Room-in-a-box, Nov 2017
A small disappointment with the Crate series has always been that despite the name they actually arrive as a plain brown cardboard box. The fifth chapter is a nice step up in this respect – although it’s certainly not an actual crate, it’s now a much more attractively presented cardboard box.
Inside the box they’ve been investing in the physical components too, and the puzzles feature an array of lovely little knick knacks. Since much of the game uses ad-hoc printed pieces of paper, these really help make the game feel more interesting and better value for money.
I was not as impressed with the puzzle content. Repeating one of the less impressive features of the series, it opens with a rather mediocre riddle, and includes two or three later puzzles that seemed to me doubtful to a greater or lesser degree: one that relies on an intuitive leap, another with an accidental ambiguity, and a third that implements a clever idea in a way that players may struggle to follow even if they’ve correctly guessed the intention. Your mileage may vary, and if you’re not too judgemental then none of these are glaring weaknesses; and if you like logic problems and deduction then the game should keep you happy anyhow.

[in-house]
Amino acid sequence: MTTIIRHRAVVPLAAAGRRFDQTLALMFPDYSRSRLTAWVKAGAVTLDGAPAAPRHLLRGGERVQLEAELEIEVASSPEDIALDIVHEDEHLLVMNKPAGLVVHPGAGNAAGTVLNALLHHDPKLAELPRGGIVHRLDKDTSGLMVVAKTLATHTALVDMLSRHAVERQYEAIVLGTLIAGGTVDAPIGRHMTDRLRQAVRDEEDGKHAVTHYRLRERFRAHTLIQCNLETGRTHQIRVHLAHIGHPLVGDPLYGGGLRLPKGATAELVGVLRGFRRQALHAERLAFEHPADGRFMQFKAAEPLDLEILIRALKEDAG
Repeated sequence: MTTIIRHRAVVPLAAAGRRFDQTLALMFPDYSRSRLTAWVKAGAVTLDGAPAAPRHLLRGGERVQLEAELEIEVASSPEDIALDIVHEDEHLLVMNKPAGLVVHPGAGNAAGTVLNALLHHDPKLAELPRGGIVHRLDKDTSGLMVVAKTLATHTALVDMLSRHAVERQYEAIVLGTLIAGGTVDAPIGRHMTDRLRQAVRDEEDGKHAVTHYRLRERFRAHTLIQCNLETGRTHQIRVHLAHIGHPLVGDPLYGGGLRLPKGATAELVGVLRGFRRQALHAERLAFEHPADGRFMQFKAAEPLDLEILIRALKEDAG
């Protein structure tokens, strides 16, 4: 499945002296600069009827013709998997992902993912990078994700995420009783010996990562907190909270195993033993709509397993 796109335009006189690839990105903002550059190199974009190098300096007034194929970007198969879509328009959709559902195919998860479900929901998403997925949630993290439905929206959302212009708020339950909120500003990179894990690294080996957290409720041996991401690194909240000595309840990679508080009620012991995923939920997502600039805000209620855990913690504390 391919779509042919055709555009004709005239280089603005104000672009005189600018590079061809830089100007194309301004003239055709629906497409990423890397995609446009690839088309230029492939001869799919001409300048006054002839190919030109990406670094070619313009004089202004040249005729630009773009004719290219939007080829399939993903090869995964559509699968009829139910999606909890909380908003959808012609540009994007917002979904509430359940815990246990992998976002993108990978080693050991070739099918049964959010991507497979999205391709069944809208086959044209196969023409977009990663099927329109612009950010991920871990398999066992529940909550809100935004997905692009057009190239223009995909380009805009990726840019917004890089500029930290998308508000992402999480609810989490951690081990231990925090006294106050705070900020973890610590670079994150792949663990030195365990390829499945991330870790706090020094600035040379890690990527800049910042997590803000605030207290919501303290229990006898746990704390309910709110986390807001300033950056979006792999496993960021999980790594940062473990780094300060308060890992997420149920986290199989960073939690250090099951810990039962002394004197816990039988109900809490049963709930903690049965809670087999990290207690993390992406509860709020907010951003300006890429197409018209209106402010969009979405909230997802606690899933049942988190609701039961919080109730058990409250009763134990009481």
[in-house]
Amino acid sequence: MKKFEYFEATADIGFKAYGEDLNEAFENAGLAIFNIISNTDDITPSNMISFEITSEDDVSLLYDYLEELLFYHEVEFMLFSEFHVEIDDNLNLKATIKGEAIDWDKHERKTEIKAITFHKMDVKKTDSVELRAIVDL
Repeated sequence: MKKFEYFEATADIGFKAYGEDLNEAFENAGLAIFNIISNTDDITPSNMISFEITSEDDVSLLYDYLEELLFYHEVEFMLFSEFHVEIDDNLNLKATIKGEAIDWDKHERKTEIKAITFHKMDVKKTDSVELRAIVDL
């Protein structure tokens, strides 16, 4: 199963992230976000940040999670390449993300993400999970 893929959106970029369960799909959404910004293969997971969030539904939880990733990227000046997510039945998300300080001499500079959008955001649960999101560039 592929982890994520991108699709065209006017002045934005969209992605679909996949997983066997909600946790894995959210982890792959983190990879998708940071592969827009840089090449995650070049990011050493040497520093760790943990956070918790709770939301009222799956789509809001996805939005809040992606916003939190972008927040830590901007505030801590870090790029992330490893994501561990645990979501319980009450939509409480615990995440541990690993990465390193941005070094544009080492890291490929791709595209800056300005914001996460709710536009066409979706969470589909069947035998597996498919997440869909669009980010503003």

This game briefly appears to be by far the most non-linear of the Crate games so far, in that it appears to offer you a choice of different puzzles to tackle, but this is an illusion, with only one puzzle being solvable at any time. Each envelope in the game states the format of the answer expected to open it, and this is sometimes needed to help you work out which target your solution applies to. That’s a note of artificiality in a game that otherwise takes pains to tie everything to its story: ideally it should be clear that I’m opening the envelope for such-and-such a building because I know from the story I’m trying to get into it, and because the puzzle relates to it, rather than because I’ve solved a puzzle that gave me a five letter code and I have an envelope that expects a five letter code.
I’d also like a little more clarity on when it’s permissible to look through the items remaining in the crate. In previous episodes it’s been important not to do so until instructed, but here one of the puzzles can only be solved if you’ve searched through, and the game does not give you clear instructions to do so (unless or until you take a hint).
On a more positive note, they include an optional one-shot puzzle which players can attempt, and which gives them permission to take five minutes off the clock if they are correct; and one logic puzzle offers a choice of attempting an easier version or a harder version. Both of those are small but pleasant ideas for letting players tailor the game to their level and play style.
The Crate games have a homemade feel not just with their heavy reliance on paper clues and the variability of their puzzle quality, but also in the way they keep experimenting with the format. I’ve focused mainly on the rougher edges here, but even so I’m not inclined to judge the result too harshly. It’s clear they’re working hard on adding in new ideas not just settling into a comfortable and repetitive groove, and they’re also improving the physical quality of the box and its contents, and there’s enough that’s fresh and good to make me overlook the occasional dodgy puzzle.